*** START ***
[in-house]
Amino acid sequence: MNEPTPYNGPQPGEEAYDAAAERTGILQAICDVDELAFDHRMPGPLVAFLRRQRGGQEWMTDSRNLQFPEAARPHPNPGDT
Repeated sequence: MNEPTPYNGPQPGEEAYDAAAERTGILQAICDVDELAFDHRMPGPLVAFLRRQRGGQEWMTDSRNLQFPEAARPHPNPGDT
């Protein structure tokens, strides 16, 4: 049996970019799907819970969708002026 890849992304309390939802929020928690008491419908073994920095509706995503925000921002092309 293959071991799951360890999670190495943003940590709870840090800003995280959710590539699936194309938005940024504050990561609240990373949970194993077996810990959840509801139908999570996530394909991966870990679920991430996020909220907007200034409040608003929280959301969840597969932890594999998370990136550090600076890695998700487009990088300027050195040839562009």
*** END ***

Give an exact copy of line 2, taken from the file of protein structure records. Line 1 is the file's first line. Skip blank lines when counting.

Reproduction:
Amino acid sequence: MNEPTPYNGPQPGEEAYDAAAERTGILQAICDVDELAFDHRMPGPLVAFLRRQRGGQEWMTDSRNLQFPEAARPHPNPGDT